By Eben Shapiro | Time
The housing market is one of the starkest examples of the disparate impacts of the pandemic on America’s citizens. In August, the Aspen Institute released a report that estimated 30 million to 40 million Americans were at risk of eviction in coming months “in the absence of robust and swift intervention.” Yet overall, the housing market is booming as affluent, dual-income households take advantage of historically low interest rates (2.85% for a 30-year fixed-rate loan) and newfound flexibility to work from home—and perhaps move into spacious new homes with easy access to the outdoors.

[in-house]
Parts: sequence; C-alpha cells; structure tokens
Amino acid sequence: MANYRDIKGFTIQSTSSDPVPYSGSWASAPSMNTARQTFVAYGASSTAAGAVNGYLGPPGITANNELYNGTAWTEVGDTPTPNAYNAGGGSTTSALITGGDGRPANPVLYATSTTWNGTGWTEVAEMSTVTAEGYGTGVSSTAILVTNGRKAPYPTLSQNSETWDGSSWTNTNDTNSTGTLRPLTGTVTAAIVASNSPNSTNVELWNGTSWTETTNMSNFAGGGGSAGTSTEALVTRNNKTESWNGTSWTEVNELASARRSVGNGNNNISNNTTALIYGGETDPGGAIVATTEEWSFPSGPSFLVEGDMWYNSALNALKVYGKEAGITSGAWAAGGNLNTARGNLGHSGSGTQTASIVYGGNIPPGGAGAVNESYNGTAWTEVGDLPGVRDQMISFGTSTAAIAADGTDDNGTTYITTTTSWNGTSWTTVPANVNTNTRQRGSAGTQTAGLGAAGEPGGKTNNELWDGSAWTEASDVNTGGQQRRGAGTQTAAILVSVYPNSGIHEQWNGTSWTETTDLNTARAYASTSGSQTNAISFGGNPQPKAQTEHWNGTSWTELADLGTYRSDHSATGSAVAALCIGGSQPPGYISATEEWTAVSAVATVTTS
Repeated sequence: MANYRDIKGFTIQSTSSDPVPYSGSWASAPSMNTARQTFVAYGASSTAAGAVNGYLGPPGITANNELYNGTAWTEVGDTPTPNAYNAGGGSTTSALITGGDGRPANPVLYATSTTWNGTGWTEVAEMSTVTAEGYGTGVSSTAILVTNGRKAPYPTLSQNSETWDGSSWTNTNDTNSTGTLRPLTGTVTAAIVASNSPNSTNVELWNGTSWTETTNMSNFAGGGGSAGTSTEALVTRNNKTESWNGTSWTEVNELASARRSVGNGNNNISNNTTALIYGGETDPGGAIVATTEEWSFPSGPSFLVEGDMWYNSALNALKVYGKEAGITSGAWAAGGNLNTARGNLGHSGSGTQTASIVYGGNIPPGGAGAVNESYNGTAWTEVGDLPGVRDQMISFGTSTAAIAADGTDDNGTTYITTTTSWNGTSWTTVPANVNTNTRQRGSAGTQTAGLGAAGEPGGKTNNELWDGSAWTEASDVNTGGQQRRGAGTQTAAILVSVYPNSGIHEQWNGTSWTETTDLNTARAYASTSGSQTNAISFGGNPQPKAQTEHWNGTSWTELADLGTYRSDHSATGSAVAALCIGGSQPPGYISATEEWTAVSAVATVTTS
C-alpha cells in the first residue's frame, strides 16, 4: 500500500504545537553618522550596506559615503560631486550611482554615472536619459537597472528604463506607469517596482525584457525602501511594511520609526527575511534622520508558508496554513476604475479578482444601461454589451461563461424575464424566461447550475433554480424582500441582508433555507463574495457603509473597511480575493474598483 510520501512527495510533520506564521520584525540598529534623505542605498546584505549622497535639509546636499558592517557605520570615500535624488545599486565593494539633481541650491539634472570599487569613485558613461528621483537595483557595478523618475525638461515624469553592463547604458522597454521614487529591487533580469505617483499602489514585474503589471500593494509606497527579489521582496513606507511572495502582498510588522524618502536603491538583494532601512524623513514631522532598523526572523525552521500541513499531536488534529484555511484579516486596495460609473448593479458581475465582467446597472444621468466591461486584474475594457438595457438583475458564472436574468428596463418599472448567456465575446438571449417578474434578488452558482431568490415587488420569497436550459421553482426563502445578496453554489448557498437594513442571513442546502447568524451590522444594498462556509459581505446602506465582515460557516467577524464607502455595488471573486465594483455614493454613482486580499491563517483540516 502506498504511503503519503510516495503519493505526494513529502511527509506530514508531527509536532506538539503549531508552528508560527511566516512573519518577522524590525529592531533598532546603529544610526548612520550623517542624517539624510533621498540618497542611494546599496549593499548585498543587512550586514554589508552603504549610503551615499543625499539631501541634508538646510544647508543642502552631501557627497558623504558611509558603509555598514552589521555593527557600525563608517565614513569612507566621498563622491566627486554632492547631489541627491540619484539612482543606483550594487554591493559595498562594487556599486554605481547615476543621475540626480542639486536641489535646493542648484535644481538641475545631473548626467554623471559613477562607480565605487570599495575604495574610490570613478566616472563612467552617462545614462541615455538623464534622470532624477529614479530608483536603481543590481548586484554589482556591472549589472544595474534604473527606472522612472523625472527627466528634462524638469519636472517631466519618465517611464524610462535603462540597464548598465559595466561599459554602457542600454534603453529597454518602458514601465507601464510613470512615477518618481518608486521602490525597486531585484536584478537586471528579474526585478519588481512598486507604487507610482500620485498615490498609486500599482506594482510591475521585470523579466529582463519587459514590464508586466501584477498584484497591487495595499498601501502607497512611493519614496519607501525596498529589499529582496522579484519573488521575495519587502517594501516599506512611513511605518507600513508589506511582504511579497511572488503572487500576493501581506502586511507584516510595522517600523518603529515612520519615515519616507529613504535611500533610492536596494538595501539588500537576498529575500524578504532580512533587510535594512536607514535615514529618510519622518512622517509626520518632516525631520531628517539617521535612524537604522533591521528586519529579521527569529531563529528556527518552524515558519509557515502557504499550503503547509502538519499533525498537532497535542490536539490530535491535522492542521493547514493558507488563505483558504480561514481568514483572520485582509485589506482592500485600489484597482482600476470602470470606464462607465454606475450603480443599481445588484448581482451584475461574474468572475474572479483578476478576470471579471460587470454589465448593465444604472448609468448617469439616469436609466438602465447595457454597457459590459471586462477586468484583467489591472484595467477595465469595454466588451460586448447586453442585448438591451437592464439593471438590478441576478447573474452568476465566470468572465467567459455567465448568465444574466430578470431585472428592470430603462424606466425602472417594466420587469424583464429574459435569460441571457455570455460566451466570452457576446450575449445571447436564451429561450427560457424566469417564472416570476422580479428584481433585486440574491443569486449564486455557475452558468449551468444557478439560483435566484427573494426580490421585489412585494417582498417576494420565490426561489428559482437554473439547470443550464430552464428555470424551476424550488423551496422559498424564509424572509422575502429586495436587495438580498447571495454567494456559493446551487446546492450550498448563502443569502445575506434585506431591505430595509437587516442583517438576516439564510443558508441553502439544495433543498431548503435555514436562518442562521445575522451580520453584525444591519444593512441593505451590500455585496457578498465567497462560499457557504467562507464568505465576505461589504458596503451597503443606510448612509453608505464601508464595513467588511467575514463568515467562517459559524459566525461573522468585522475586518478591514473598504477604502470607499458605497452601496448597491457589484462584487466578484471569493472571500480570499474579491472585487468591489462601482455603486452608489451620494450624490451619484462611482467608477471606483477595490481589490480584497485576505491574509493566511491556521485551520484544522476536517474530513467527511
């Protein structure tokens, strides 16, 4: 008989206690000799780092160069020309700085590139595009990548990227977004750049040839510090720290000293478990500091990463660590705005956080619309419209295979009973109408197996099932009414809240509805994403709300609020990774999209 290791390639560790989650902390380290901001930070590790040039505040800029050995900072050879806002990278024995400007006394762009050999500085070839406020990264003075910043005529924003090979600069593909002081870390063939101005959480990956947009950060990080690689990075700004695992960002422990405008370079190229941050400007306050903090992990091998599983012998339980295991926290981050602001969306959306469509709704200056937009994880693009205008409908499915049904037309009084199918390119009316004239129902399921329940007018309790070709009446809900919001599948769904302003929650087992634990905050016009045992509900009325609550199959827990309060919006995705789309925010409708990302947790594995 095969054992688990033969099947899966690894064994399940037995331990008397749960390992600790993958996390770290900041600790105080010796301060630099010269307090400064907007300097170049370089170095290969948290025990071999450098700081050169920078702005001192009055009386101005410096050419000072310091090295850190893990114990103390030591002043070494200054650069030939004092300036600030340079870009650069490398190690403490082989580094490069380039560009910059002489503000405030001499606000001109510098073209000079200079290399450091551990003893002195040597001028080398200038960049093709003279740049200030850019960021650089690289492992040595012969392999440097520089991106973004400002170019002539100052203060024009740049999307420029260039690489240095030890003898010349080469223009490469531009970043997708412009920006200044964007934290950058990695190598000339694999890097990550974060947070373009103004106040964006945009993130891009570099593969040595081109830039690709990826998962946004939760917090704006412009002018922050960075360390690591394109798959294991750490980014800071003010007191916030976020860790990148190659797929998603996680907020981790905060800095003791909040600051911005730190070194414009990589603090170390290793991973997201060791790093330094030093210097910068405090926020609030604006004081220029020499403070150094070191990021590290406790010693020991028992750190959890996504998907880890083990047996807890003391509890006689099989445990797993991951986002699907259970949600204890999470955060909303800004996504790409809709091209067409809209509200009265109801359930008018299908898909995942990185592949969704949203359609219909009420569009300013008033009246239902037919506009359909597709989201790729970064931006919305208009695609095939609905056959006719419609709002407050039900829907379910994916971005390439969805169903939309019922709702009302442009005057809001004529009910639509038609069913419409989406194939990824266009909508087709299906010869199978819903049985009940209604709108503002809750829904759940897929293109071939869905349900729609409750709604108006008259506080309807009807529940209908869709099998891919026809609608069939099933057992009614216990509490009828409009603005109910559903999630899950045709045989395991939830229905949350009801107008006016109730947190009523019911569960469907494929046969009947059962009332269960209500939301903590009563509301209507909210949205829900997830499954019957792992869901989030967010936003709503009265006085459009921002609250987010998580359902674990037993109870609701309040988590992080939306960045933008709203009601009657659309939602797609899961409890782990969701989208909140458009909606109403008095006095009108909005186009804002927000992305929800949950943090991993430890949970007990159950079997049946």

At Toll Brothers, one of the nation’s largest home builders, demand has been surging since May. For its most recent quarter, Toll Brothers reported 3,407 net signed home contracts, the highest for any quarter in the company’s 53-year history; contracts were up 68% compared to the same period a year ago. Customers are also spending heavily to customize their homes. The average in buyer upgrades in the quarter was $183,000, also the most in the company’s history, as buyers feather their new nests with home offices and gyms, complete with rubberized floors, full-length mirrored walls and built-in ballet barres.